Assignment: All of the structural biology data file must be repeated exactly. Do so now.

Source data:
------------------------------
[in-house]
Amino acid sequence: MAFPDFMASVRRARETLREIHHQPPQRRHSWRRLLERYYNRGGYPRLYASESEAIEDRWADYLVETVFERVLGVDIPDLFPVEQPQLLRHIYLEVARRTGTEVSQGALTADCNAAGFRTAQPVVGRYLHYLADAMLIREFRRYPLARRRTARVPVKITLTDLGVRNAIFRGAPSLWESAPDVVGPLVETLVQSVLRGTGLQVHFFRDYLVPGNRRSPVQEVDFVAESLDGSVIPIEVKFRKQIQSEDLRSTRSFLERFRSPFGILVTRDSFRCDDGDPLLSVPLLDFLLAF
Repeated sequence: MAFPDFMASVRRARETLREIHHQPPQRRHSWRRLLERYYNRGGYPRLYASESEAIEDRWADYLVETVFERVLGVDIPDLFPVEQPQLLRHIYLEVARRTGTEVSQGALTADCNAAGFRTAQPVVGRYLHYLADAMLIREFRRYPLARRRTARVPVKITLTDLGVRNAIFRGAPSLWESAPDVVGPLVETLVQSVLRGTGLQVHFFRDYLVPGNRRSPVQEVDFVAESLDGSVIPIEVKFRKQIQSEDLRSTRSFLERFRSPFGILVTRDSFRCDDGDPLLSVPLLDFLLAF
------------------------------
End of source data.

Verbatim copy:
[in-house]
Amino acid sequence: MAFPDFMASVRRARETLREIHHQPPQRRHSWRRLLERYYNRGGYPRLYASESEAIEDRWADYLVETVFERVLGVDIPDLFPVEQPQLLRHIYLEVARRTGTEVSQGALTADCNAAGFRTAQPVVGRYLHYLADAMLIREFRRYPLARRRTARVPVKITLTDLGVRNAIFRGAPSLWESAPDVVGPLVETLVQSVLRGTGLQVHFFRDYLVPGNRRSPVQEVDFVAESLDGSVIPIEVKFRKQIQSEDLRSTRSFLERFRSPFGILVTRDSFRCDDGDPLLSVPLLDFLLAF
Repeated sequence: MAFPDFMASVRRARETLREIHHQPPQRRHSWRRLLERYYNRGGYPRLYASESEAIEDRWADYLVETVFERVLGVDIPDLFPVEQPQLLRHIYLEVARRTGTEVSQGALTADCNAAGFRTAQPVVGRYLHYLADAMLIREFRRYPLARRRTARVPVKITLTDLGVRNAIFRGAPSLWESAPDVVGPLVETLVQSVLRGTGLQVHFFRDYLVPGNRRSPVQEVDFVAESLDGSVIPIEVKFRKQIQSEDLRSTRSFLERFRSPFGILVTRDSFRCDDGDPLLSVPLLDFLLAF